Monday, September 12, 2005

Filling the Well

Saturday was a day to call out the Muse. Shake out the ordinary. Remember that there is a whole world of poetry and literature and beauty out there. I forget that sometimes, wrapped up in my own little neighborhood of busywork and sloth.

We don't have much "kulcha" here in the hinterlands of the North Bay, but there is an annual Sonoma County Book Fair. So I went. I attended a poetry reading featuring the new Sonoma County Poet Laureate, Geri DiGiorno, who founded the Petaluma Poetry Walk (which I will be partaking of with Rebecca and possibly Julia, childcare willing); Al Young, California's Poet Laureate; and Kay Ryan, a poet Rebecca introduced me to, funny and charming. It was an incredibly lovely day, Saturday was. A number of poetry enthusiasts crowded into the poetry tent. Sadly, I was just about the youngest one there, and it was a little difficult to hear--guess the organizers didn't want to blast poetry onto the main drag. Or maybe I'm not as young as I'd like to think, and my hearing is going.

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I'm finally getting the hang of the digital photography phenomenon: take pictures--lots of pictures. So after the reading, I perused the tables then walked down to the Luther Burbank Home, he of the Russet Burbank potato and champion of the artichoke, among many other culinary creations. There's a lovely fountain there that I wanted to share with you.

More Burbank Home photos on my Flickr page.

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Charlie Browns

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I walked back to the Book Fair (see photo above) to hear a panel on literary blogs. I was prepared to be smug and disdainful (really, jealous) of the panelists. But lo and behold, I learned something, and all four were so sincere and seemed so kind. They were:

Colin Berry (kind of a "Green Acres" themed blog, sans Eva Gabor)
Michelle Richmond (lots of links to lit blogs here)
Martha O'Connor, author of Bitch Posse
Jordan Rosenfeld (she has a local radio show here, too)

...and I think any one of them would fit well into our writers group. Which is saying a great deal.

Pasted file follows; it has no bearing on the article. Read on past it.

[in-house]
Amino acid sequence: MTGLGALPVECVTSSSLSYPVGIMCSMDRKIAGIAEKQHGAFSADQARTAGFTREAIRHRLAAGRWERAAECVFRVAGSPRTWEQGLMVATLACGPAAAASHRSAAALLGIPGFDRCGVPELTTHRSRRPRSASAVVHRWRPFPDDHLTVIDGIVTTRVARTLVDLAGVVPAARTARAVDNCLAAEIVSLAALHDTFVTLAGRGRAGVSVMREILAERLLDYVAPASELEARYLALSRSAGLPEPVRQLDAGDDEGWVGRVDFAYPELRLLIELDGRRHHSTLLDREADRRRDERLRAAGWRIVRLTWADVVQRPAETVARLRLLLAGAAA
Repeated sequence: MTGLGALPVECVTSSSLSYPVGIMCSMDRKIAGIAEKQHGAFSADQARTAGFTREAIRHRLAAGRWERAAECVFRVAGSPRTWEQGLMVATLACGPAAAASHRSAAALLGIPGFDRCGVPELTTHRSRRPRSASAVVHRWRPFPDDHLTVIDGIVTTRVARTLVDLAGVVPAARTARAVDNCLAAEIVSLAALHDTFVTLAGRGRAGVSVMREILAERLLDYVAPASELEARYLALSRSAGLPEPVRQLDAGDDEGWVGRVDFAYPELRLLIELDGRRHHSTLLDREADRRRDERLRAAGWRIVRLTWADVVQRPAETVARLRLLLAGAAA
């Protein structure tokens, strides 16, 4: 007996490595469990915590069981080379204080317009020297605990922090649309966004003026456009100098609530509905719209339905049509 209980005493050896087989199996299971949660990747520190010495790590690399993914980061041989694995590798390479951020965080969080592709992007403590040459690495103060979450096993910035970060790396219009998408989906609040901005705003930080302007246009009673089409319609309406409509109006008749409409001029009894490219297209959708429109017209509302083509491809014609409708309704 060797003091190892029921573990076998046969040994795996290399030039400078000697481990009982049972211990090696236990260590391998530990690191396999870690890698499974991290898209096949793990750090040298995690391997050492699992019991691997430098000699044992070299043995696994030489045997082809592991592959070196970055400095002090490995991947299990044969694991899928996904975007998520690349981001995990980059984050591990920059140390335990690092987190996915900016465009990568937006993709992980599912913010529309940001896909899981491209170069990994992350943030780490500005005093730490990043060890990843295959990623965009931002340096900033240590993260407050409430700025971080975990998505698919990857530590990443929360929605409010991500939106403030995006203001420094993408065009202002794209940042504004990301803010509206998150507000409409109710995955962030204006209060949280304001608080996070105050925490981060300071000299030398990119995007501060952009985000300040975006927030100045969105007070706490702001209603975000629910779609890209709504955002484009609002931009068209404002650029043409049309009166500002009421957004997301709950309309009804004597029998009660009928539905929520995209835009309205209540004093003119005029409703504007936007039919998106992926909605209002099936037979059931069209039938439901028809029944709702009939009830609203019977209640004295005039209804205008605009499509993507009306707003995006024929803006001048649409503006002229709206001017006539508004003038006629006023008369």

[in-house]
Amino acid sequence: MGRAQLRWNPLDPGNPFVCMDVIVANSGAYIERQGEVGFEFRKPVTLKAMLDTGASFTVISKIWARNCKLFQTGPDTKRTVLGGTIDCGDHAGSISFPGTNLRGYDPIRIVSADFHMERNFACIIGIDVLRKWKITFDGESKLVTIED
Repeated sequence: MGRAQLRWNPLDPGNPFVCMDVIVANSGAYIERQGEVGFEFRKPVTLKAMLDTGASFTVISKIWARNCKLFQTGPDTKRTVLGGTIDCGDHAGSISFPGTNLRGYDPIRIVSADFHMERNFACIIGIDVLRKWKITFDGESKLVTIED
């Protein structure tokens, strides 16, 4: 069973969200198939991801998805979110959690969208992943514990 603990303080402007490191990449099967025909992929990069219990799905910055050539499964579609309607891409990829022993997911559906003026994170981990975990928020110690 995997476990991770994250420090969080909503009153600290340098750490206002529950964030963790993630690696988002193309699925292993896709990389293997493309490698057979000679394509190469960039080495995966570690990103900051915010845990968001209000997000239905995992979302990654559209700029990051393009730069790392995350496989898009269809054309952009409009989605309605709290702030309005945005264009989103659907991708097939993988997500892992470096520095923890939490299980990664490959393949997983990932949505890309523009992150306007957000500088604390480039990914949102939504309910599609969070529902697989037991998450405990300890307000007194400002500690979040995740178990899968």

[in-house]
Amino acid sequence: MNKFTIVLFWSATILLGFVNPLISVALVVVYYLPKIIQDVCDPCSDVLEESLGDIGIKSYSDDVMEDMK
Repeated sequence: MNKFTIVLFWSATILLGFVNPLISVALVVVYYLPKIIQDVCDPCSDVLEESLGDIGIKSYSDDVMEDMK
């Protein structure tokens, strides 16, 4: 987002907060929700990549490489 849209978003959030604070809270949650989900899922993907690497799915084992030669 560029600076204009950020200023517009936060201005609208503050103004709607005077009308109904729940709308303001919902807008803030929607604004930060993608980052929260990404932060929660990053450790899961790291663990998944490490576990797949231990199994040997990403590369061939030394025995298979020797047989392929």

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Just to cap the day, I met with three dear friends for drinks, discussions of a personal and political nature, and dessert. Had I seen M for more than five minutes that Saturday, I think it would have qualified as a Perfect Day.

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So, the fourth anniversary of September 11 has passed. I did have a few crying moments yesterday morning, and I wasn't even in NYC at the time. If you have the stomach for a first-hand account, here's one by Meg Cabot.

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Ah, Stinky Youth: As I was trying to purchase a bottle of wine the other night via the Albertson's self-serve check-out, I had to track down an employee to approve the sale. As we walked back to the check stand, the little upstart asked for my ID, and I just laughed. After a pause, he laughed too and said, "Just kidding!" Hahahah. Hah. Kids these days.

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Well, one wonderful thing happened during my 12-hour work day on Friday (yeah, I can hear the hinges creaking on those tiny violin cases, but it was the second one in a row): I purchased my airline tickets for our conference in Amsterdam in October! I tacked on a few extra days because I want to get down to Florence. I've never been to Italy, have no Italian whatsoever, but it just sounds so lovely. A perfect place to be utterly on my own, despite a bit of trepidation at being utterly on my own.

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Owl is hooting. The days are growing shorter and chillier, aren't they?

1 Comments:

At 9:59 AM, September 15, 2005, Anonymous Michelle said...

Glad you enjoyed the litblog panel.

It's a lovely blog you have here. Happy writing.

 

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